Sex Advice From Margaret Cho

I'll never forget the first time I watched Margaret Cho on DVD, in a musty college dorm room in the middle of the night, with a group of newfound friends and cans of cheap beer as our trusty social lubricant. I'll also never forget the moment I realized she was unlike any other comedian I'd ever seen: when she went off on a lengthy, impassioned tirade about menstruation that ended with a zinger about how, if guys had to deal with menstruation hygiene, their apartments would perpetually look like crime scenes.

In retrospect, was the routine a bit gender reductive? Yes. But keeping in mind that this was some 10 years ago, it was also something else: revolutionary.

Here, on the screen before me for the first time ever, was a woman unafraid to get real about messy, painful, bloody periods—and not only that, but to be defiantly crass about it. Before Sarah Silverman became a sensation, before Amy Schumer launched a high-profile show, there was Margaret Cho, challenging the gender—and racial—status quo of white male comedy, and doing it with such brazenness that you couldn't look away. And ultimately? We're better for it. (Months later, when I saw her live, she stopped mid-routine to remove her stiletto heel and bang it on the stage while yelling expletives; I still recall the image in my mind every time I end up in less-than-desirable footwear.)

Over the years, Cho has maintained that same frankness in the face of restrictive social norms, tackling substance abuse, eating disorders, awkward sex, and all other manner of "taboo" topics along the way. A leading LGBTQ advocate, she has also been open about her bisexuality, helping to de-stigmatize the oft-misunderstood sexual orientation.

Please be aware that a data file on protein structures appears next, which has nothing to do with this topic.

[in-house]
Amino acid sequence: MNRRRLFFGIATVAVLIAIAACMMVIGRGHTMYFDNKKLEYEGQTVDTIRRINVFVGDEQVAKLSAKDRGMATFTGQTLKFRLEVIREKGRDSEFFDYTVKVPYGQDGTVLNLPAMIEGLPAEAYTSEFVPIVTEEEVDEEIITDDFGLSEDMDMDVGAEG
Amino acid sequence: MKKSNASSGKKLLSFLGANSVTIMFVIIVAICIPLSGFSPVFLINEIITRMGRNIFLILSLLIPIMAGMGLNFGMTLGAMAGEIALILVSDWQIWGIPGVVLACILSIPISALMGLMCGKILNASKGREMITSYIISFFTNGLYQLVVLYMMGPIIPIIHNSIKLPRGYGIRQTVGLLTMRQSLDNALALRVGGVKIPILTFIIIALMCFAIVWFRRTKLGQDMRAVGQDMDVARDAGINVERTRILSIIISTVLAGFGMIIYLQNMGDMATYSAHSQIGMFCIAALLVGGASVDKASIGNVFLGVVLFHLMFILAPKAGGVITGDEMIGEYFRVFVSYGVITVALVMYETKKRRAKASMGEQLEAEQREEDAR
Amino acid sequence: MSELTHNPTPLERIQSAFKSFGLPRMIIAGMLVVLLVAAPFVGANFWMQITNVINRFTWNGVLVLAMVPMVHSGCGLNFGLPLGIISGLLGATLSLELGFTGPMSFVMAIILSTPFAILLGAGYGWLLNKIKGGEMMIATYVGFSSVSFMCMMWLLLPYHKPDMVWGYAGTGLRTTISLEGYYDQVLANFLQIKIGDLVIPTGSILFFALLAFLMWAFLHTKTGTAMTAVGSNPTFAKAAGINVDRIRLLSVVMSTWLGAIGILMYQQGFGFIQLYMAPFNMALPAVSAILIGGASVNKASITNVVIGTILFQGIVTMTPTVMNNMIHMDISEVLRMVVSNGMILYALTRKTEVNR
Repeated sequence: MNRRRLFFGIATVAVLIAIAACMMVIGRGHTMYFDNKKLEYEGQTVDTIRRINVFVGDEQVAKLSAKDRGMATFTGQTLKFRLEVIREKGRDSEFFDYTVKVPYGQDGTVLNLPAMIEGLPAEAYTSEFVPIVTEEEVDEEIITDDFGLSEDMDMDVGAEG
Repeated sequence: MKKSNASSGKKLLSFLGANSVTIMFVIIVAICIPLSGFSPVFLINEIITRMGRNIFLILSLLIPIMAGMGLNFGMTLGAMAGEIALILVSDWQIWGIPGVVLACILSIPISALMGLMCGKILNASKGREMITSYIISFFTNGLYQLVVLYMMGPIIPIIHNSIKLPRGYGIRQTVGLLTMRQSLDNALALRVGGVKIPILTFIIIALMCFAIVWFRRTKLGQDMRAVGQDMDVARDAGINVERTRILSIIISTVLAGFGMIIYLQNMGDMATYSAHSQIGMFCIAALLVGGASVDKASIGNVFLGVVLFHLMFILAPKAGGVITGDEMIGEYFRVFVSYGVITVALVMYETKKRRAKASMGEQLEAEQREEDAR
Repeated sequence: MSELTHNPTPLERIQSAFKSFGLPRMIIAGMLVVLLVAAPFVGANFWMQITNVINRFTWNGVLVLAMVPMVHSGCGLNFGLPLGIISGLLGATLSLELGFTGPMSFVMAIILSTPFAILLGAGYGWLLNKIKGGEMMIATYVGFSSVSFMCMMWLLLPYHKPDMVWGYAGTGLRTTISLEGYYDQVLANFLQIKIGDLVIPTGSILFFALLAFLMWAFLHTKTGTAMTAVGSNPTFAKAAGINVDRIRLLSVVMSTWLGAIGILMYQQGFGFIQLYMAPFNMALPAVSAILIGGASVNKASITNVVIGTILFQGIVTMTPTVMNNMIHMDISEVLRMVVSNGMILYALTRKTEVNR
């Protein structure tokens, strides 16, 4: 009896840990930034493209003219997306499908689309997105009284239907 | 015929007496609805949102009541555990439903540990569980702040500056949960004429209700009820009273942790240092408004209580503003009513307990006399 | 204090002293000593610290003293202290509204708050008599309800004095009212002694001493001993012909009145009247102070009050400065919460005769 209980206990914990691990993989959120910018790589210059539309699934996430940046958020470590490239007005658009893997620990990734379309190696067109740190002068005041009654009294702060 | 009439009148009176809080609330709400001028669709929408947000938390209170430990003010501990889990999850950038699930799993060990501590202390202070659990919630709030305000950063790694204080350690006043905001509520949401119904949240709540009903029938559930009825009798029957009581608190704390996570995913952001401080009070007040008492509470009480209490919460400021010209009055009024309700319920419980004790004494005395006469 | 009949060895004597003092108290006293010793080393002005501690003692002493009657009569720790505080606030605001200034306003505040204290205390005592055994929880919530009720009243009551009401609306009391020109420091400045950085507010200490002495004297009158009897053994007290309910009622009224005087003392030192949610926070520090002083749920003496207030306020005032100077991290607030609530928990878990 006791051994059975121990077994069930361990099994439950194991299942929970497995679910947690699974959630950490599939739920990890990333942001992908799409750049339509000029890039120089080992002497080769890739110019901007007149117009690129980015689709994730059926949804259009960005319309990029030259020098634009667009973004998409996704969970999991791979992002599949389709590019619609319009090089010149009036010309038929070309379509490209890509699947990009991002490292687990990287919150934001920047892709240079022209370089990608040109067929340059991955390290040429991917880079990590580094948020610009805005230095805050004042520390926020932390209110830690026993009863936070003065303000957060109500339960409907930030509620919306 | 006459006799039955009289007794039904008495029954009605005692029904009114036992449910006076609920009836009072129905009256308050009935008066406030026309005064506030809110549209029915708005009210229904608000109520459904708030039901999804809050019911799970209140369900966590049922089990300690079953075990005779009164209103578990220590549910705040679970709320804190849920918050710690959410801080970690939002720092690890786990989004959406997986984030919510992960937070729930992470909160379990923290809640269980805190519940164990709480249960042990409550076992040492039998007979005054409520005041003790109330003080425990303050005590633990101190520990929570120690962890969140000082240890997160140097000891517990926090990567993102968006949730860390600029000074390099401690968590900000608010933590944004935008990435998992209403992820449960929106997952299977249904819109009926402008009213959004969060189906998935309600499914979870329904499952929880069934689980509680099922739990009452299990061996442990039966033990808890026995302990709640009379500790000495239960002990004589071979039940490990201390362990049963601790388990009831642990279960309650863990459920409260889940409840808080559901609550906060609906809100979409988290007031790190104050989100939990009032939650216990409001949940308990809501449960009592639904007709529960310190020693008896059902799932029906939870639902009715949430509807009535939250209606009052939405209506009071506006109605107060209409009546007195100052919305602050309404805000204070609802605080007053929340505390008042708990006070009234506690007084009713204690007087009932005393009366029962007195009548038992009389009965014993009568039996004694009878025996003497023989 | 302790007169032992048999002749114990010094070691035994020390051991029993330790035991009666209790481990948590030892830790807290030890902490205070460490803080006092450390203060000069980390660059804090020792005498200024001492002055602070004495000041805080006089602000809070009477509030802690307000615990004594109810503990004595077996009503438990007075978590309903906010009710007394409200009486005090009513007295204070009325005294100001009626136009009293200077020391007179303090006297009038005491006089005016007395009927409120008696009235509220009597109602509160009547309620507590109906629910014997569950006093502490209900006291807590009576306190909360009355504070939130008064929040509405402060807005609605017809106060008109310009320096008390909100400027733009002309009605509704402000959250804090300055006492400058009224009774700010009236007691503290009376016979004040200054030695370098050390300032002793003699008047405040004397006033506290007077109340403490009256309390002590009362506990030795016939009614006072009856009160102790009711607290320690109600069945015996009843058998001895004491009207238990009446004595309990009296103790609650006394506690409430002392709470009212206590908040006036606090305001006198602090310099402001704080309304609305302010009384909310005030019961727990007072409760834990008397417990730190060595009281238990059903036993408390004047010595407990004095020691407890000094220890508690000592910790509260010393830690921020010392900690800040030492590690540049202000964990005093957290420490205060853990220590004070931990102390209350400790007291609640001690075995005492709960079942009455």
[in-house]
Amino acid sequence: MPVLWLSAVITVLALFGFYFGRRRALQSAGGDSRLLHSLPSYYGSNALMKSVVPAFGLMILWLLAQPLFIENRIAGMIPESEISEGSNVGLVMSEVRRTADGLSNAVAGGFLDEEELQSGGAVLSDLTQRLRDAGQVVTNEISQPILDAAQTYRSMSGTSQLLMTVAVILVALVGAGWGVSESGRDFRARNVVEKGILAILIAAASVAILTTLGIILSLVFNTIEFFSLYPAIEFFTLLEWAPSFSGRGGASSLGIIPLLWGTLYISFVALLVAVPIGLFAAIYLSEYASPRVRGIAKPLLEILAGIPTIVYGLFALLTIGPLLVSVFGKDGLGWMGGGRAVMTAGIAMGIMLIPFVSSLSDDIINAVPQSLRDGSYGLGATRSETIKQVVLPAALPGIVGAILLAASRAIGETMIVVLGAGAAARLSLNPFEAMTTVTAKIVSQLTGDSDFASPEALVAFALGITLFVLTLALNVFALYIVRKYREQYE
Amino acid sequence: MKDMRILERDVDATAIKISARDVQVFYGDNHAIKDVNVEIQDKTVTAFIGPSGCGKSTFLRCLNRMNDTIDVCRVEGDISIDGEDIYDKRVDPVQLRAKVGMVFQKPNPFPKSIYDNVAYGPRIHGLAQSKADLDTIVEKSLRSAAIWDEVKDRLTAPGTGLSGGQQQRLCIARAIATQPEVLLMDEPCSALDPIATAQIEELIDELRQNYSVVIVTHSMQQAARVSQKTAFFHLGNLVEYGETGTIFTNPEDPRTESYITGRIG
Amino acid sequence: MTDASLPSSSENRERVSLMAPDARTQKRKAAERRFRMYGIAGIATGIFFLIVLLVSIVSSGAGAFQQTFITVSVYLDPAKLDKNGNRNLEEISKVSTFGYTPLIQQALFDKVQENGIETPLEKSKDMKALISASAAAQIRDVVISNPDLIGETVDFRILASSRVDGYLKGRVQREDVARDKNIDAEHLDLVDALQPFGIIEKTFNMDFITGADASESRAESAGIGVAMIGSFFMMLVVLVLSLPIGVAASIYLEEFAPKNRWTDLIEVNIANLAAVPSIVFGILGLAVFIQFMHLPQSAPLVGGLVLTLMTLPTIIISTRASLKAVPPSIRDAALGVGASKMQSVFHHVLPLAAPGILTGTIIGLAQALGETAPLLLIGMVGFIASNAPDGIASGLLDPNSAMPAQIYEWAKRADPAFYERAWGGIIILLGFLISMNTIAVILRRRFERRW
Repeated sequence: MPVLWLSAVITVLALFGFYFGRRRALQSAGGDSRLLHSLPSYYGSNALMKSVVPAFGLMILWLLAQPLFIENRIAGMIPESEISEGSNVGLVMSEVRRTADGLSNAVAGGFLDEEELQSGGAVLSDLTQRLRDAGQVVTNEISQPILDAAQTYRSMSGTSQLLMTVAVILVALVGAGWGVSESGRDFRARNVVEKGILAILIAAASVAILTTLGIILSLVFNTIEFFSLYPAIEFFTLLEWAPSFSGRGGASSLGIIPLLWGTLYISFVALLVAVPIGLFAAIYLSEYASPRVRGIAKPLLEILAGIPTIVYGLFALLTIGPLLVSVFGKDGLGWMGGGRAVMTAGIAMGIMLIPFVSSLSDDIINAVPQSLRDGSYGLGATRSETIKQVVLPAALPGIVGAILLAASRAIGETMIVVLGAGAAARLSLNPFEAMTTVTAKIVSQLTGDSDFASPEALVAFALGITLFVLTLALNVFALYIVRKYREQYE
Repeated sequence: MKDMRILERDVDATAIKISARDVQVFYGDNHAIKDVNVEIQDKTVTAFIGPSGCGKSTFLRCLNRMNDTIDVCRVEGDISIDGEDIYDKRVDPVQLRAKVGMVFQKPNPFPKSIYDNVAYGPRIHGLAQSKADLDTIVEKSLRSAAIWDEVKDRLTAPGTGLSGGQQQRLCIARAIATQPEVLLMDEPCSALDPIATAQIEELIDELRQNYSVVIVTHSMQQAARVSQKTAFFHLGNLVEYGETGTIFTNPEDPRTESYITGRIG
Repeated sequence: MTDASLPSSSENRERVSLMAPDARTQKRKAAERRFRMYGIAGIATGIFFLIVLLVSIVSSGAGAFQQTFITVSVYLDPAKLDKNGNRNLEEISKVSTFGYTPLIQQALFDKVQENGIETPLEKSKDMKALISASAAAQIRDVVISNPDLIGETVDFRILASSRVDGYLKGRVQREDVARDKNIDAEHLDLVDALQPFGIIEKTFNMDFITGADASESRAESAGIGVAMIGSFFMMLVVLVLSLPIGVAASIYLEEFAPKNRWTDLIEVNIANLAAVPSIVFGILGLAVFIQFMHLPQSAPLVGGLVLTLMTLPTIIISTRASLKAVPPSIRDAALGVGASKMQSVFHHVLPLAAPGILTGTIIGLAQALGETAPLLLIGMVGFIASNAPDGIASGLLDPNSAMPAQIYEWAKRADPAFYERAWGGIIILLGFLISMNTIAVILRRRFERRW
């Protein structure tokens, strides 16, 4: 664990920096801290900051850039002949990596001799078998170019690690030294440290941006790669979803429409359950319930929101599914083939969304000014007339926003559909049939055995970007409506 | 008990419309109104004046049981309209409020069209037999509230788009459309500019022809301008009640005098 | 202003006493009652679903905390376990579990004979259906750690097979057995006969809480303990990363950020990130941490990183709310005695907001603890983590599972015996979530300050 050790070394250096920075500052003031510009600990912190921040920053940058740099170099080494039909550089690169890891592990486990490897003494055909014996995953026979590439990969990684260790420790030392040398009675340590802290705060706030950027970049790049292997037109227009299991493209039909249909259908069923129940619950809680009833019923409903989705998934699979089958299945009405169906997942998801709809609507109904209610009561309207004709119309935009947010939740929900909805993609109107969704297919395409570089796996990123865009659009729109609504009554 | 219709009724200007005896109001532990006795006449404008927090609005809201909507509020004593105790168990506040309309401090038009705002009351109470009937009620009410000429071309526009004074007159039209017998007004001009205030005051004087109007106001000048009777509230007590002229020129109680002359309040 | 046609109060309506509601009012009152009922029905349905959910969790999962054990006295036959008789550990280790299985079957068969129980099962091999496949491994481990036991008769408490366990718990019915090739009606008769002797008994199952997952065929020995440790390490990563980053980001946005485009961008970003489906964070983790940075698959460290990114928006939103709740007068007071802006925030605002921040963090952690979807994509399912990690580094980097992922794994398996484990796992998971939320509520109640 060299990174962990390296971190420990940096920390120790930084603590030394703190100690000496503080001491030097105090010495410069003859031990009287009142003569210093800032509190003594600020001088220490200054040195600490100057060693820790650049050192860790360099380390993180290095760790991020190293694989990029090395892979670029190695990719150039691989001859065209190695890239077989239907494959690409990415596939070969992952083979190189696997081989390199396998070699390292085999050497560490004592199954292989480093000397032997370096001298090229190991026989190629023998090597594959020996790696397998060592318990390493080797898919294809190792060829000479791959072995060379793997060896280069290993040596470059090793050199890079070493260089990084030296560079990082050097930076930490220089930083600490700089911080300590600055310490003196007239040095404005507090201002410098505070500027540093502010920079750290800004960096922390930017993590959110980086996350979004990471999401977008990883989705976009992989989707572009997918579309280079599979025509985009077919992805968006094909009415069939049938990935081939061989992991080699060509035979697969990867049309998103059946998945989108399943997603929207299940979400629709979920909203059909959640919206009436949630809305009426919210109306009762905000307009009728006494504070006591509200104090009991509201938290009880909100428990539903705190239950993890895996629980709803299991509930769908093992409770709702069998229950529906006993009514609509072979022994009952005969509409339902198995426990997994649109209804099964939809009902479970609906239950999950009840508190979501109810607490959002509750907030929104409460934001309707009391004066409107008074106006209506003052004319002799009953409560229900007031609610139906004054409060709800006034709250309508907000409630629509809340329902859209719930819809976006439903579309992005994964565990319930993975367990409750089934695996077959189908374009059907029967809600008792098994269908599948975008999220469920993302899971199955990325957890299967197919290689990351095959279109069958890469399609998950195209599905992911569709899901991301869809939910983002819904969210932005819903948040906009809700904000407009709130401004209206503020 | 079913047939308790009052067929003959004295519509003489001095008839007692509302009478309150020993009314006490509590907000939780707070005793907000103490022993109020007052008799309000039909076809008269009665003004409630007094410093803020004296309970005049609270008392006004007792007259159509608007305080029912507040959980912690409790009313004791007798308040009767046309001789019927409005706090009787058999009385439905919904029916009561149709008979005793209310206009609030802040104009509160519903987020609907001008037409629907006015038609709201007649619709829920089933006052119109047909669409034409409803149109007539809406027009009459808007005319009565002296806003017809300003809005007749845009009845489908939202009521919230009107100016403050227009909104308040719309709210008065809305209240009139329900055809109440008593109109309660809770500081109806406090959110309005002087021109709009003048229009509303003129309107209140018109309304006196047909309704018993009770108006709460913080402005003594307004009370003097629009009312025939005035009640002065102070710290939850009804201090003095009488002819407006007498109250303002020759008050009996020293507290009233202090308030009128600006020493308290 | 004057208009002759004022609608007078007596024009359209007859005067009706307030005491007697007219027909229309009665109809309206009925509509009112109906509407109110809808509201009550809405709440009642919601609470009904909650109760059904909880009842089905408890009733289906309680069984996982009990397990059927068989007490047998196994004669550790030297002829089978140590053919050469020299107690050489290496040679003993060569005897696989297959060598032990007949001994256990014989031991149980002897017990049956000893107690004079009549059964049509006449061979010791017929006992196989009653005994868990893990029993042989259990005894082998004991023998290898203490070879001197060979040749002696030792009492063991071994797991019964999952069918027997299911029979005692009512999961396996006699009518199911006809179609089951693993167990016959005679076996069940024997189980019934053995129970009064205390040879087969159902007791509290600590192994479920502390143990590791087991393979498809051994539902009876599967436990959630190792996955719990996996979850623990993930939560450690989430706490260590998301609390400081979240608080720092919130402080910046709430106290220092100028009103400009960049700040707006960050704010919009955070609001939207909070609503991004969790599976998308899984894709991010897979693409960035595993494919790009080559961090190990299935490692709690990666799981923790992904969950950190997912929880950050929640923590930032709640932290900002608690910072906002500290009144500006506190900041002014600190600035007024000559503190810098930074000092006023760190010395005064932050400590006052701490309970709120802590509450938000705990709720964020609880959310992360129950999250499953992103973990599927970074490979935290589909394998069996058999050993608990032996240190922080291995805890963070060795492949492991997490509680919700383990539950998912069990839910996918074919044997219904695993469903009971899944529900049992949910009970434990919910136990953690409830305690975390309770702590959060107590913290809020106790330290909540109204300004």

Bisexuality was one of the topics on the table as Cho yesterday led a discussion via a medium seemingly custom-made for her no-holds-barred honesty and wit: Twitter. #SexTalkTuesday, a series produced by the female-oriented adult film site Sssh.com, is a weekly series that engages an expert in a Q&A session with the sexually curious Twittersphere. Cho was, as always, open, honest, and very funny. (And yes, her discussion was on a non-thematic Monday, but is there really any wrong day of the week to talk sex?)

Before the chat, I was able to catch up with my college hero to ask her about the necessity for such a discussion. Why take time out of her busy schedule to get real about sex with strangers on social media? "There's a lot of shame and secrecy around sex, and if people opened up and talked about it there would be less misinformation, myth, phobias, and misunderstandings," she said.

When pressed on if we have these conversations enough, her answer was unequivocal: "No." Indeed, it seems, comedy is one of the few frontiers where sexuality is unabashedly and consistently addressed. In so many circles, it remains something that, as Cho puts it, is shrouded in shame and secrecy. In her desire to challenge sexual prudishness, Cho is uniquely aligned with Sssh.com, a website that dares to allow women the opportunity to get aroused by porn.

So what advice does Cho have for those of us who covet her sexual confidence and openness? "The most important thing is to build a solid relationship with yourself and understand what you want and need, whether it's within the context of partnered sex or not," she said. "The first step is understanding yourself." Understanding sexuality is possible through sites like Sssh.com and women like Cho, who has devoted much of her life to enabling us all, men, women, and gender nonconforming alike, to get real about our sexual desires.

Credit: Facebook

And as for that period bit? Still gets me every time.

Keep up with Cho at her website; via her riotous Twitter page; and on Facebook. Then catch her on January 10 co-hosting the new TLC late-night talk show All About Sex.

And check out some of the highlights of her #SexTalkTuesday chat below.

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